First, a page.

Due to Marvel's licensing business model based on its characters, it does not have very many comparable companies or direct competitors. The closest comparison could be made with rival DC Comics owned by Time Warner (TWX), which also has licensed its comic book characters, most notably, Superman and Batman.

Marvel has nearly 70 years of character history and awareness built up around it's properties. This is an extremely valuable intangible asset that can be levered in almost limitless ways to provide revenues, and costs practically nothing to maintain. Everyone from 5 year old boys to 70 year old women know of Spider-Man, Incredible Hulk, X-Men, Captain America, etc. This is a big competitive advantage that cannot be easily reproduced by a competitor.


In the licensing space, Marvel characters are sold on various products generating overall revenue on the same scale with other large licensors. The largest licensor in the world is Disney, now Marvel's parent company, with over $20BN in licensed sales relating to its many children-entertainment properties.[14]. Competitors with similar scale to Marvel are:[15]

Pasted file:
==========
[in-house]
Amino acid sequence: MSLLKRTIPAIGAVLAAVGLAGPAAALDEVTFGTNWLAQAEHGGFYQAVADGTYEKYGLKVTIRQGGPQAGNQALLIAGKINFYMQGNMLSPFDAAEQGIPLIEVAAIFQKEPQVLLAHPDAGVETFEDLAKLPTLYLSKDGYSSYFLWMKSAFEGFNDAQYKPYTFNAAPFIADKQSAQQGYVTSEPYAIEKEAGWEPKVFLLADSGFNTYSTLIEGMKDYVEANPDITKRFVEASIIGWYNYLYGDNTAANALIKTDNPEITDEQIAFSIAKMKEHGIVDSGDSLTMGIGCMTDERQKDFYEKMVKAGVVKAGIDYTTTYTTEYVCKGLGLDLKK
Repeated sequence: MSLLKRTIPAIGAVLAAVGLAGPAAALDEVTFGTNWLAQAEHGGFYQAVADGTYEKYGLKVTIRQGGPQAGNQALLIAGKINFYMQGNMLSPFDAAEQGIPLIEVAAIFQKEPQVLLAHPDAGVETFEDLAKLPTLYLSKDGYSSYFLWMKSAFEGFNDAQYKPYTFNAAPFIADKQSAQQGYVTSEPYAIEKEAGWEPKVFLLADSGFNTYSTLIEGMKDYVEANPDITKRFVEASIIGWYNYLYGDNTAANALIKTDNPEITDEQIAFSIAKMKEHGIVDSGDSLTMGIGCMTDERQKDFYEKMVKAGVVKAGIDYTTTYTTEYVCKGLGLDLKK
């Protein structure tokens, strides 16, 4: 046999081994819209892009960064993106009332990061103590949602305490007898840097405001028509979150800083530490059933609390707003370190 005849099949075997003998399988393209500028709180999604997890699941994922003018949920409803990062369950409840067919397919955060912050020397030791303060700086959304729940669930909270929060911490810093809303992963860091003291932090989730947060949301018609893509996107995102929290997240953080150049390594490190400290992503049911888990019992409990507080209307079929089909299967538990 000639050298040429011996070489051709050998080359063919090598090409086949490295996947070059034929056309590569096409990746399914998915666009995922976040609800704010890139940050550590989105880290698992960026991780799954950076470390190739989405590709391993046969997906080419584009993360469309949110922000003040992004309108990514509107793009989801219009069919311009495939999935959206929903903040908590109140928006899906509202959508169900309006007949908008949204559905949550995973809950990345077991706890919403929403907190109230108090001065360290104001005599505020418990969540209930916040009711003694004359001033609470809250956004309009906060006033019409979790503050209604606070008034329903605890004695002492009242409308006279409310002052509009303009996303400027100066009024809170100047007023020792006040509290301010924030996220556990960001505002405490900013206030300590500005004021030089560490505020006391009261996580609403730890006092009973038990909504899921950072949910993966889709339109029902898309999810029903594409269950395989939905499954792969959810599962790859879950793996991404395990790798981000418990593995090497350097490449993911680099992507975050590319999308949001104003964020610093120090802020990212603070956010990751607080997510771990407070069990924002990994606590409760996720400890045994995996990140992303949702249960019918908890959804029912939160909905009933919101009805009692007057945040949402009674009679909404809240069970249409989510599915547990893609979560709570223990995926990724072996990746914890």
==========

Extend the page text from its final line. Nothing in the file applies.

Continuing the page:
The publication business was the underlying business for character creation that Marvel is capitalizing on today, and continues to compete against rival DC Comics, each with their own respective character portfolios. More minor publishers include Image Comics and Dark Horse Comics.

Toys & Movie Production

Marvel no longer directly competes in the Toy business, as it has licensed the right to manufacture to Hasbro. Previously, it did not directly compete in the Movie business, but has since moved to directly compete the space. Its primary super-hero genre competitor DC Comics is continuing to license the right to make movies however.


  1. David Goldman (August 31, 2008). Disney to buy Marvel for $4 billion. CNNMoney.com.
  2. Marvel Entertainment "Company and Contact info"
  3. Box Office Mojo "Marvel Comics Movies"
  4. Box Office Mojo "Marvel Comics Movies"
  5. Seeking Alpha "Marvel's New Movie Financing Concept" May 16, 2006
  6. Box Office Mojo "Marvel Comics Movies"
  7. Box Office Mojo "Elektra"
  8. Marvel Entertainment FY 2007 10-K "Toys" pg. 19
  9. Marvel Universe
  10. Marvel Universe
  11. Box Office Mojo "COMIC BOOK ADAPTATION, 1978-Present" Date of Access:May 14, 2008
  12. Box Office Mojo "Elektra"
  13. Box Office Mojo "Catwoman"
  14. Wikipedia "Disney Consumer Products"
  15. Wedbush Morgan "Marvel Entertainment" December 17, 2007